The Rivals is a comedy of manners by Richard Brinsley Sheridan in five acts which was first performed at Covent Garden Theatre on 17 January 1775.[2] The story has been updated frequently, including a 1935 musical and a 1958 episode of the TV series Maverick (see below) starring James Garner and Roger Moore, with attribution.

The Rivals
1795 playbill
Written byRichard Brinsley Sheridan
CharactersMrs Malaprop
Miss Lydia Languish
Sir Lucius O'Trigger
Errand boy servants
Sir Anthony Absolute
Captain Jack Absolute
Date premiered17 January 1775
Place premieredCovent Garden Theatre
Original languageEnglish
GenreComedy of manners
SettingBath, 'within one day'[1]

History edit

Production edit

The Rivals was Sheridan's first play. At the time, he was a young newlywed living in Bath. At Sheridan's insistence, upon marriage his wife Eliza (born Elizabeth Linley) had given up her career as a singer. This was proper for a gentleman's wife, but it was difficult because Eliza would have earned a substantial income as a performer. Instead, the Sheridans lived beyond their means as they entertained the gentry and nobility with Eliza's singing (in private parties) and Richard's wit. Finally, in need of funds, Richard turned to the only craft that could gain him the remuneration he desired in a short time: he began writing a play. Over the years, he had written and published essays and poems, and among his papers were numerous unfinished plays, essays and political tracts, but never had he undertaken such an ambitious project as this. In a short time, however, he completed The Rivals.

Reception edit

The Rivals was first performed at Covent Garden, London, on 17 January 1775, with comedian Mary Bulkley as Julia Melville.[3] It was roundly vilified by both the public and the critics for its length, for its bawdiness and for the character of Sir Lucius O'Trigger being a meanly written role played very badly. The actor, John Lee, after being hit with an apple during the performance, stopped and addressed the audience, asking "By the pow'rs, is it personal? — is it me, or the matter?" Apparently, it was both. Sheridan immediately withdrew the play and in the next 11 days, rewrote the original (the Larpent manuscript) extensively, including a new preface in which he allowed:

For my own part, I see no reason why the author of a play should not regard a first night's audience as a candid and judicious friend attending, in behalf of the public, at his last rehearsal. If he can dispense with flattery, he is sure at least of sincerity, and even though the annotation be rude, he may rely upon the justness of the comment.

Sheridan also apologised for any impression that O'Trigger was intended as an insult to Ireland. Rewritten and with a new actor, Laurence Clinch, in the role of O'Trigger, the play reopened on 28 January to significant acclaim. Indeed, it became a favourite of the royal family, receiving five command performances in ten years, and also in the Colonies (it was George Washington's favourite play[citation needed]). It became a standard show in the repertoires of 19th-century companies in England and the US.[citation needed]

The play is now considered to be one of Sheridan's masterpieces, and the term malapropism was coined in reference to one of the characters in the play. She was first played by Jane Green.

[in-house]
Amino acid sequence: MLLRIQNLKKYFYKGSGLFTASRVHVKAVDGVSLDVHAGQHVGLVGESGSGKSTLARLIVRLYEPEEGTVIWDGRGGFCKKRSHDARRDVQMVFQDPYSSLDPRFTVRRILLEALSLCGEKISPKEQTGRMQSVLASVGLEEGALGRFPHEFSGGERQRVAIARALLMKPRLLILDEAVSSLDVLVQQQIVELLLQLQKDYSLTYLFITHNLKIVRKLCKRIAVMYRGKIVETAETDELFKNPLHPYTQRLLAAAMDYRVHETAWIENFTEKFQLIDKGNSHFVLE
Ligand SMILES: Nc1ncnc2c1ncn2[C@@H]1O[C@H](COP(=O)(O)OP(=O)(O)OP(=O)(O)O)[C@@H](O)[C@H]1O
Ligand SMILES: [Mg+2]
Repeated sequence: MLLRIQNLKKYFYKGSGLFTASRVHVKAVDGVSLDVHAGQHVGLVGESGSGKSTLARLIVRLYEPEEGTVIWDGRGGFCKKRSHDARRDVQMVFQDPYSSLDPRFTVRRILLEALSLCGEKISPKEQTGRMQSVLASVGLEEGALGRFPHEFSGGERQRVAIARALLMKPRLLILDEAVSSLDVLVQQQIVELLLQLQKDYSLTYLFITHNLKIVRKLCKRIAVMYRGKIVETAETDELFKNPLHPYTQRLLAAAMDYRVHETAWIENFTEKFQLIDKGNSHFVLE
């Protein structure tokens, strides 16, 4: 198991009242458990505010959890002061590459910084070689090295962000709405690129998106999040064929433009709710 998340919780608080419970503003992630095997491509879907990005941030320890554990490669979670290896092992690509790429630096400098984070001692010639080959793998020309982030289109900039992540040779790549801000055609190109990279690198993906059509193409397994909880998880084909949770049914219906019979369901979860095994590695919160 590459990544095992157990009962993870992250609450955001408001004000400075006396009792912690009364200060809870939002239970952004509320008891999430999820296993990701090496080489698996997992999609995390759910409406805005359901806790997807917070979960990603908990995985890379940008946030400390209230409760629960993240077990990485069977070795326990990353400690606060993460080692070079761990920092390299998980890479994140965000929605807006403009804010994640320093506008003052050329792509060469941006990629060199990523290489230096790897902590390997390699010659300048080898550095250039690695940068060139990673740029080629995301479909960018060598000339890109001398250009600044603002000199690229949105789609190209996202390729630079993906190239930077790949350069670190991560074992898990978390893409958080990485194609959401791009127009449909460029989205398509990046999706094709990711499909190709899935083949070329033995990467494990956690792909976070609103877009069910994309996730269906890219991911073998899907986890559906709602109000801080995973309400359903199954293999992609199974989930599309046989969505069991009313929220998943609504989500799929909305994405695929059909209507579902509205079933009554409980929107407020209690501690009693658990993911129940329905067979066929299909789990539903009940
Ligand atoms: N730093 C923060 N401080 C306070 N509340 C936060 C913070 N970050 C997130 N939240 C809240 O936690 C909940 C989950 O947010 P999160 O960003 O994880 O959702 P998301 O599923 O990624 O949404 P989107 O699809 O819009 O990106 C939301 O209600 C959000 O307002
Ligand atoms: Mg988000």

Characters edit

Bob Acres and His Servant, illustration by Edwin Austin Abbey, c. 1895
  • Sir Anthony Absolute, a wealthy baronet
  • Captain Jack Absolute, his son, disguised as Ensign Beverley
  • Faulkland, friend of Jack Absolute
  • Bob Acres, friend of Jack Absolute
  • Sir Lucius O'Trigger, an Irish baronet
  • Fag, Captain Absolute's servant
  • David, Bob Acres' servant
  • Thomas, Sir Anthony's servant
  • Lydia Languish, a wealthy teenaged heiress, in love with "Ensign Beverley"
  • Mrs. Malaprop, Lydia's middle-aged guardian
  • Julia Melville, a young relation of the Absolutes, in love with Faulkland
  • Lucy, Lydia's conniving maid

Plot edit

The play is set in 18th-century Bath, a town that was legendary for conspicuous consumption and fashion at the time. Wealthy, fashionable people went there to "take the waters", which were believed to have healing properties. Bath society was much less exclusive than London, and hence it provides an ideal setting for the characters.

The plot centres on the two young lovers, Lydia and Jack. Lydia, who reads a lot of popular novels of the time, wants a purely romantic love affair. To court her, Jack pretends to be "Ensign Beverley", a poor army officer. Lydia is enthralled with the idea of eloping with a poor soldier in spite of the objections of her guardian, Mrs. Malaprop, a moralistic widow. Mrs. Malaprop is the chief comic figure of the play, thanks to her continual misuse of words that sound like the words she intends to use, but mean something completely different (the term malapropism was coined in reference to the character).

Elsie Leslie as Lydia Languish in The Rivals, 1899. Photograph by Zaida Ben-Yusuf.

Lydia has two other suitors: Bob Acres (a somewhat buffoonish country gentleman), and Sir Lucius O'Trigger, an impoverished and combative Irish gentleman. Sir Lucius pays Lucy to carry love notes between him and Lydia (who uses the name "Delia"), but Lucy is swindling him: "Delia" is actually Mrs. Malaprop.

As the play opens, Sir Anthony arrives suddenly in Bath. He has arranged a marriage for Jack, but Jack demurs, saying he is in love already. They quarrel violently. But Jack soon learns through the gossip of Lucy and Fag that the marriage arranged by Sir Anthony is, in fact, with Lydia. He makes a great show of submission to his father, and is presented to Lydia with Mrs. Malaprop's blessing. Jack confides to Lydia that he is only posing as Sir Anthony's son. She annoys Mrs. Malaprop by loudly professing her eternal devotion to "Beverley" while rejecting "Jack Absolute".